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Regional Round up North - November 2023

Back by popular demand, our latest Regional Round Up is here, bringing you all the latest news, views and insights from a canal or river in the north.

This time, we’re catching up with award-winning volunteer, Martin Clark in Sheffield, mapping a forgotten canal in Manchester, and revisiting some vital conservation work in the West Midlands.

Martin Clark, volunteer at the BBC 'Make a Difference awards'

In September, volunteer Martin Clark, was honoured at the BBC Radio Sheffield ‘Make a Difference Awards’. Martin, who volunteers as a towpath ranger on the Sheffield & Tinsley Canal, received the prestigious Green Award, recognising those who give up their time to look after the environment.

Martin has been volunteering with us for several years, spending a few hours every day walking his two-mile patch from Victoria Quays and back again, engaging with local residents and ensuring the towpath is safe and litter-free. Not usually one for speeches, when Martin took to the stage to receive his award, he did us proud, telling the packed ballroom about the canal, its importance to the local community, and why it’s so crucial that we all do our best to help preserve and protect it.

Humble as ever, when we caught up with Martin after the ceremony, he was quick to acknowledge that while he was delighted with his award, it is very much a team effort, adding: “I’d like to dedicate [my award] to all my fellow volunteers on the canal network and all the great nominees here tonight.” And Martin’s colleagues in the Standedge Nature Reserve Team clearly lived up to his words, as they also won a Green ‘Make a Difference’ Award from BBC Radio Leeds later that month.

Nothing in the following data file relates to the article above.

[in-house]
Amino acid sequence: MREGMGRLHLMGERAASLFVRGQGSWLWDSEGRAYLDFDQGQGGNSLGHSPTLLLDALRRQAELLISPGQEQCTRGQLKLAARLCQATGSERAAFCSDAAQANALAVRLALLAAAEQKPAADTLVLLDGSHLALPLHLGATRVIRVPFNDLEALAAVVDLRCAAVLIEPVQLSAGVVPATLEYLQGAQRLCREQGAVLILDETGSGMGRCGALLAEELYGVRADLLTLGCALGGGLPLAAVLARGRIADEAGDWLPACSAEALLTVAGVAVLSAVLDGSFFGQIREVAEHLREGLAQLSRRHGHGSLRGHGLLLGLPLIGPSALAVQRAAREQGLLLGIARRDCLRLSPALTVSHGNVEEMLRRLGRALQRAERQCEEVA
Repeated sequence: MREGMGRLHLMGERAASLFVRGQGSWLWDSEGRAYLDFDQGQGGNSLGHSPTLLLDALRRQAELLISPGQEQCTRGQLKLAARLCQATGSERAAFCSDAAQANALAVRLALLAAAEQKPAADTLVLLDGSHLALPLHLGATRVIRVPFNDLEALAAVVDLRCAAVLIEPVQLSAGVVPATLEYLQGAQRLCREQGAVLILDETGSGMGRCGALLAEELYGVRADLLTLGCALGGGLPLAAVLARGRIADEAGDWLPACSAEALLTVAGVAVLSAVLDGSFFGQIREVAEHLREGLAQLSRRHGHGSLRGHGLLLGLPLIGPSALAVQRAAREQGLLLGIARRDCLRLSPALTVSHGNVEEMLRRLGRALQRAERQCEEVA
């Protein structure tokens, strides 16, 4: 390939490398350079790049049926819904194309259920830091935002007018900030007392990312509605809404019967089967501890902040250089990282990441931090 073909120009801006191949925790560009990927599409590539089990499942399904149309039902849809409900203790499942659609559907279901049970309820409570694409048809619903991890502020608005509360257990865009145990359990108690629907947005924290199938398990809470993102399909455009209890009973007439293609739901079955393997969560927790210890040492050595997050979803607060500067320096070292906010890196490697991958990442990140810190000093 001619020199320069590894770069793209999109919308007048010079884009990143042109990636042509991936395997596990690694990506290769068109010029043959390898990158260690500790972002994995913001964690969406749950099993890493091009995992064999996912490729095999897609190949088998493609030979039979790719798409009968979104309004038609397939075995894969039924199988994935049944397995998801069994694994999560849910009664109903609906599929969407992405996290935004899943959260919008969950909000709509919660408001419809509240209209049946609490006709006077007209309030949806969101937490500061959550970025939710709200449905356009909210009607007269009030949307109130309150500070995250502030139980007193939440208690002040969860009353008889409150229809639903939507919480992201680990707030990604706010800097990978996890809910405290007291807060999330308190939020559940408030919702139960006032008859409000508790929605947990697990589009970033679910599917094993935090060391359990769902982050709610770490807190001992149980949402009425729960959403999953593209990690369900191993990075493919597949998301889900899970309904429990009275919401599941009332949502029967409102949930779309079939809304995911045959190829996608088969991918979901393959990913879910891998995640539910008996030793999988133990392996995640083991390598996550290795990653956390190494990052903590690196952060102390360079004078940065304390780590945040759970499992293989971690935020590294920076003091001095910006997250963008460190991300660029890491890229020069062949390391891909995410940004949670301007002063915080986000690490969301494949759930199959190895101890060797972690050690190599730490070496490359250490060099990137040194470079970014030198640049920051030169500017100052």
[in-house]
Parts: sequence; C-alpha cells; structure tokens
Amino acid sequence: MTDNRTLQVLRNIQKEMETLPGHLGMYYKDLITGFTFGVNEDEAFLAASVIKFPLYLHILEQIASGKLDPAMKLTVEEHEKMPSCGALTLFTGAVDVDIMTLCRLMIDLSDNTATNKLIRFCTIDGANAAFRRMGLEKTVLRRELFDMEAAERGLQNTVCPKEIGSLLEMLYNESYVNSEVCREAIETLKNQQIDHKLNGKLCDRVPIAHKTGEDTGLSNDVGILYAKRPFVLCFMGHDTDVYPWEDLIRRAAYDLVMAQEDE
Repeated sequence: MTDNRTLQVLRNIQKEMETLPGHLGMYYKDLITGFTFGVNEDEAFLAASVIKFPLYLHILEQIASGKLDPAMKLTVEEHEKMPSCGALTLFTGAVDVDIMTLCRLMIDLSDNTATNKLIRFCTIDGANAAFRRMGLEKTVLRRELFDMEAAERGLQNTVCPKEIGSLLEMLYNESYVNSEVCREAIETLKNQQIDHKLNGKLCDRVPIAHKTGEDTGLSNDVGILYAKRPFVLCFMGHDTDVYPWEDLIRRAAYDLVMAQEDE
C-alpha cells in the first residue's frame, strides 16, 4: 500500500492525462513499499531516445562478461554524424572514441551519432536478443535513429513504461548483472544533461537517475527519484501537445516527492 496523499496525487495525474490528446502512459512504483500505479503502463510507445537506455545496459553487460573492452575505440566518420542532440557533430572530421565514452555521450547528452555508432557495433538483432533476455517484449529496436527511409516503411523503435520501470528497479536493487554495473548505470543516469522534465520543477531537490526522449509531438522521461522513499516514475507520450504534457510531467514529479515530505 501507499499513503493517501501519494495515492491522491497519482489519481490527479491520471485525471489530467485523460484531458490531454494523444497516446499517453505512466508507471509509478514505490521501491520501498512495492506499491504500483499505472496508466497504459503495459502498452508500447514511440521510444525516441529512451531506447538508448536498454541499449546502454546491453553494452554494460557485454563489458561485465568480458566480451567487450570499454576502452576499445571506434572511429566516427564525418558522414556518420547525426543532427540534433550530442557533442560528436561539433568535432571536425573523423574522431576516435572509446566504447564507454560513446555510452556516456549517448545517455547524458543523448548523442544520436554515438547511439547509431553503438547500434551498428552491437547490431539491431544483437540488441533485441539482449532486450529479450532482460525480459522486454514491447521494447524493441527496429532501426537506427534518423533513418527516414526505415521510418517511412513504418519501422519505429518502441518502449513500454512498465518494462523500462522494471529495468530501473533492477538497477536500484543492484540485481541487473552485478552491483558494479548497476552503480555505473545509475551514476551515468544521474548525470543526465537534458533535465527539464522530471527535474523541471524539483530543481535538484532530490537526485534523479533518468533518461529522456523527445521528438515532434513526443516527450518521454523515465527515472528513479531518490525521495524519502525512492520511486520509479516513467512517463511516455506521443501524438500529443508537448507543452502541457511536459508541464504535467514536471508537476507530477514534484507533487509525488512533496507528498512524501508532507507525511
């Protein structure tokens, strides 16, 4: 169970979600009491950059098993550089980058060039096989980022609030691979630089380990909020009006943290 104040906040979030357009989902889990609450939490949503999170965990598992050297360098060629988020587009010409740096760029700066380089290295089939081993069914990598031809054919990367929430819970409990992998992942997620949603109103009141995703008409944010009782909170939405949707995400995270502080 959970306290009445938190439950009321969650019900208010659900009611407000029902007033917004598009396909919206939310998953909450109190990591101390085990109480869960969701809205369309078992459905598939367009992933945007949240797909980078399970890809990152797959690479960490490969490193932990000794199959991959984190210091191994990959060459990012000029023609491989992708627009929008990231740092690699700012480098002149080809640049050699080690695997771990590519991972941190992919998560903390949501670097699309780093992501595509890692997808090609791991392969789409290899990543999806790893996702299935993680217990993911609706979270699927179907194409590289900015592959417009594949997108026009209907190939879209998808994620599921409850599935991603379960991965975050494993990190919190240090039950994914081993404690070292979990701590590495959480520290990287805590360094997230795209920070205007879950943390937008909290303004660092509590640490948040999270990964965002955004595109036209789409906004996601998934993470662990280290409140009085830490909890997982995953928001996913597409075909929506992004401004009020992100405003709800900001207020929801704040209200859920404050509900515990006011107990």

If you’re inspired by Martin’s story, perhaps you or someone you know could join our award-winning team and help us keep our precious canals safe, clean and accessible to all.

Mapping the Manchester Bolton & Bury Canal

Nob End locks at Little Lever on the Manchester Bolton & Bury Canal

Once a thriving trade link, for years the Manchester Bolton & Bury Canal lay derelict, but not forgotten. Today, thanks to the efforts of local volunteers, small sections of this historic canal have been restored, providing green pathways through the urban sprawl.

Following several breaches in the 1930s, the Manchester Bolton & Bury Canal was finally abandoned in 1961. Efforts to restore the canal began in 1987. Since then, progress has been steady with sections around Prestolee and Nob End now revitalised and is well used by local walkers, runners, cyclists, anglers and school children who use it as an outdoor classroom.

To give you a better understanding of the rich heritage and ecology of the canal, our local co-ordinator Robert Langdon has created an interactive story map in partnership with local groups, to encourage people to explore the Manchester Bolton & Bury Canal from the comfort of their own home or, even better, while out and about on the canal itself. With our new map, you’ll see just how vital it is that we restore this valuable piece of our network to its former glory.

Large stretches still remain derelict, with demolished locks and infilled sections of the canal bed. But a fully restored Manchester Bolton & Bury Canal could provide havens for wildlife and a tranquil escape for boaters, walkers and anglers. Despite the obstacles, we hope to help make it fully navigable again one day.

Celebrating Black History on the canalside

Black History Month

Last month, we teamed up with food, drinks and entertainment venue, Binks Yard, in Nottingham, to celebrate Black History Month. The event, which took place on the city’s vibrant waterfront, gave people a chance to explore Nottingham’s rich black heritage, with a series of fun, family-friendly activities.

As part of the festivities, we hosted a series of water-based activities, including narrowboat tours along Nottingham’s scenic canal, with special trips for members of the Windrush generation. Visitors also got to try their hand at canoeing, enjoying a duck’s-eye view of the city under the guidance of our experienced instructors.

On the waterfront, there was a dedicated History Zone run by the Black Archives, tips on water safety, opportunities to volunteer, and an unforgettable heritage walk, taking in some of the city’s most notable landmarks. On stage, there was live music from local artists, including DJ Aich and the Hope Community Gospel Choir, and a vigorous Reggaerobics session led by dance instructor, CazzybeeFit. All in all, the event was a huge success, giving people a fresh perspective on the city, its culture and history, and bringing the whole community together by water.

Last Edited: 02 May 2024

photo of a location on the canals
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